From "Modern Quantum Mechanics, revised edition" by J. J. Sakurai, page 181.(adsbygoogle = window.adsbygoogle || []).push({});

Equation (3.4.27), at some time [itex]t_0[/itex], the density operator is given by[tex]

\rho(t_0) = \sum_i w_i \mid \alpha^{(i)} \rangle \langle \alpha^{(i)} \mid

[/tex]Equation (3.4.28), at a later time, the state ket changes from [itex]\mid \alpha^{(i)} \rangle[/itex] to [itex]\mid \alpha^{(i)}, t_0 ; t \rangle[/itex].

Equation (3.4.29), From the fact that [itex]\mid \alpha^{(i)}, t_0 ; t \rangle[/itex] satisfies the Schrodinger equation we obtain[tex]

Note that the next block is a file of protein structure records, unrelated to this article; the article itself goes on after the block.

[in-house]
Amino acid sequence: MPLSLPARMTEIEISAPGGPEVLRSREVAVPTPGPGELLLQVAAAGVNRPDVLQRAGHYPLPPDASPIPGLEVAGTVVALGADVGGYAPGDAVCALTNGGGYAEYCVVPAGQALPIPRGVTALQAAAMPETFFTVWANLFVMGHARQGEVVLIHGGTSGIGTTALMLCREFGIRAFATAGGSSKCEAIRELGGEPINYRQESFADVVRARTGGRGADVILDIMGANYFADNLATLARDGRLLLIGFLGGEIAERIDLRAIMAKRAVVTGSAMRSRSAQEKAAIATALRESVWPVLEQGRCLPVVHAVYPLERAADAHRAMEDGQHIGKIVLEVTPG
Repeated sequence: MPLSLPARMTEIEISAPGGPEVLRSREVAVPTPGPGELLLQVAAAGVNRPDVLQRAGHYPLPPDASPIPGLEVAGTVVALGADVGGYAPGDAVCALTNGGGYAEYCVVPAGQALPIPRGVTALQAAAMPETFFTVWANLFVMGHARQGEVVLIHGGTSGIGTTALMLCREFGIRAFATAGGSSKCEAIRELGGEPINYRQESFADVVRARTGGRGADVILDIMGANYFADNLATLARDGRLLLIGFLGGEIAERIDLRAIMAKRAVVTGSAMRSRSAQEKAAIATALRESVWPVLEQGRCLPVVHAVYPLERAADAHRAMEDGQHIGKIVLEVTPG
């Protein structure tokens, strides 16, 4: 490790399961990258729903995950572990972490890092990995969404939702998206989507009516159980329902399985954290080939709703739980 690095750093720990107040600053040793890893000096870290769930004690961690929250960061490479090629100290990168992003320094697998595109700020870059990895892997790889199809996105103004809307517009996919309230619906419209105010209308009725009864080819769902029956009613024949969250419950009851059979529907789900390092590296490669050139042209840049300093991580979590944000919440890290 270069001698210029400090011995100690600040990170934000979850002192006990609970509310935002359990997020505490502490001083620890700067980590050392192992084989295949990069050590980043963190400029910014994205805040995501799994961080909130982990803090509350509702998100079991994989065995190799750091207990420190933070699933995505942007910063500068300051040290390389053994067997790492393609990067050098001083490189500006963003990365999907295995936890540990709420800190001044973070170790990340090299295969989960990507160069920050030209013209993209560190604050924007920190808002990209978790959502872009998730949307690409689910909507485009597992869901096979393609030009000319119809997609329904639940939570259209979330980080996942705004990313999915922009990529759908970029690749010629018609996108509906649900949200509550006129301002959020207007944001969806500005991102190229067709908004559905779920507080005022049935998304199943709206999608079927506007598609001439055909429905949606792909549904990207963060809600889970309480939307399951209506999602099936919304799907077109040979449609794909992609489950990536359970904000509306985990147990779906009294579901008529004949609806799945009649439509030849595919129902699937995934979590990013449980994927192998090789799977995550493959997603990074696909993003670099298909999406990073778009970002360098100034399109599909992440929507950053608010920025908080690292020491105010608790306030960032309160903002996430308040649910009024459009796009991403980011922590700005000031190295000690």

i \hbar \frac{\partial \rho}{\partial t} = \sum_i w_i \left( H \mid \alpha^{(i)}, t_0 ; t \rangle \langle \alpha^{(i)}, t_0 ; t \mid - \mid \alpha^{(i)}, t_0 ; t \rangle \langle \alpha^{(i)}, t_0 ; t \mid H \right) = - \left[\rho, H\right]

[/tex]How does he get to (3.4.29) by applying to Schrodinger equation?

From (2.1.27), the Schrodinger equation is given to be[tex]

i \hbar \frac{\partial}{\partial t} \mid \alpha, t_0 ; t \rangle = H \mid \alpha, t_0 ; t \rangle

[/tex]I can't figure out how to apply it to get (3.4.29).

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# Sakurai page 181: Time evolution of ensembles

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